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Saturday started off well. I was up at 9:30 a.m., eating croissants shortly after, but then, like appointments in a doctor’s office, my plans began to spill into one another. Laundry ate up email time. Emails dismissed voting, and by the time I was en route to afternoon cocktails, I was running, madly trying to catch up with all that I’d planned. I arrived at the bar 30 minutes late, breathless, and a bit disoriented. When I walked up to the bartender, slowly pulling pours of Deschutes, I stood stunned. What did I want to drink? The neighbor to my left was ordering a beer, and the servers were carrying trays of gin and tonics. I glanced at my cell phone. 5:30 p.m. On a weekday, that’s prime happy hour time. But today, I still hadn’t eaten lunch, and beer before the mid-day meal seemed wrong. I sheepishly ordered a Coke.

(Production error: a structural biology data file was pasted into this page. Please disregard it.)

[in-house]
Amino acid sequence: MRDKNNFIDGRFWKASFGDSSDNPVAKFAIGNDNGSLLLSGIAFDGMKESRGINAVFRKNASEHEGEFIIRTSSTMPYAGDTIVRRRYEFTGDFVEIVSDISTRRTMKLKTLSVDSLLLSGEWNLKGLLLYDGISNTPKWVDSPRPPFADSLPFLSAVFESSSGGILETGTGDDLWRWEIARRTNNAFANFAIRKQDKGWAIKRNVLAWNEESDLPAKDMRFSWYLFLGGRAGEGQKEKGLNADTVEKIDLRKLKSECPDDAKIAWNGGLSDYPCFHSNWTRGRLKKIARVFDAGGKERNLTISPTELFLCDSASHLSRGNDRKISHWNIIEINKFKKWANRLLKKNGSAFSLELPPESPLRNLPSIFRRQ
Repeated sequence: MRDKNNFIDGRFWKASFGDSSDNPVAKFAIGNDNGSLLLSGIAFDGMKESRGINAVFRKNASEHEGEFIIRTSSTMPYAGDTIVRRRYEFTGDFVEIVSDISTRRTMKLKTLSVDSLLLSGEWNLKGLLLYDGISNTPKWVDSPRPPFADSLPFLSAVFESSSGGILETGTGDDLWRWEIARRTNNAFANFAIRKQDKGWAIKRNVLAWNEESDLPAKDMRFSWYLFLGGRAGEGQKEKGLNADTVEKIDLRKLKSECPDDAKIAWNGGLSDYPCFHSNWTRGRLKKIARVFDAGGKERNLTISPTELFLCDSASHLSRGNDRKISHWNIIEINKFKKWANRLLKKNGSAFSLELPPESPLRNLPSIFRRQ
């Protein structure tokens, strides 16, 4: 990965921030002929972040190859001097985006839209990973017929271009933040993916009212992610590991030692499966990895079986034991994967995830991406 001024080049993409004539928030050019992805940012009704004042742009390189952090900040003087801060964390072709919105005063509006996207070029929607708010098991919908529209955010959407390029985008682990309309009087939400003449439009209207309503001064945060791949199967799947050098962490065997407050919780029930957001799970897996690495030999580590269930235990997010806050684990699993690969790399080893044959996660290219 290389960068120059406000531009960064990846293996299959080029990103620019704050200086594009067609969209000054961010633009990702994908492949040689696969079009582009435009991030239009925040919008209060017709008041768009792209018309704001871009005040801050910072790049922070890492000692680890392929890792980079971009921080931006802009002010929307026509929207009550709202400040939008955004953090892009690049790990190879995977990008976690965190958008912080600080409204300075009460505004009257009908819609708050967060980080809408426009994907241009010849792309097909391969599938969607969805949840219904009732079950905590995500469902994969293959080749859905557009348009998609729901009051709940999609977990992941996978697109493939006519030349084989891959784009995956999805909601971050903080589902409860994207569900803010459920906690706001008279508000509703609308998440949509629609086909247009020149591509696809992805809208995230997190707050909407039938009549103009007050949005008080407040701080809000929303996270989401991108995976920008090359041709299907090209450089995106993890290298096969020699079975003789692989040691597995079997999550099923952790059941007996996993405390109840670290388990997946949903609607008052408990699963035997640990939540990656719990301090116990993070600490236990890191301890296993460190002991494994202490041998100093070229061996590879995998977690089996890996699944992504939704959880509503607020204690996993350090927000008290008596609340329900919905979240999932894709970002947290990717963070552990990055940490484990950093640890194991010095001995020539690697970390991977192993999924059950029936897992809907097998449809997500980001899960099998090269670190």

Back in the late ’90s, the Replacements sang, “All I wanna do is drink beer for breakfast.” Today, those lyrics are pasted all over the Internet, but with a soda in hand, I wasn’t sure I could even cut it in an anonymous chatroom where people imagine breakfast beers. Nor could I hang with the staff of Denver’s British Bulldog, which serves its first pints as early as 7 a.m. Beer for breakfast isn’t for me and neither is beer before lunch. Beer with lunch, though, is another story. Sitting down to a meal of limey ceviche or barbecue-sauce-laden ribs, instead of stumbling into a poetry reading on an empty stomach, I would have ordered a chilly draft to prolong the meal and wash down the food. In a Scottish bar or on an early-morning microbrew tour, I might have even considered a pre-lunch brew. I’m betting The Replacements or the Bulldog staff, though, would ask the bartender to pour another Deschutes. For many, the beer clock rings early, posing a question, I need help answering: if I were to drink a beer for breakfast, or even brunch, what should it be?
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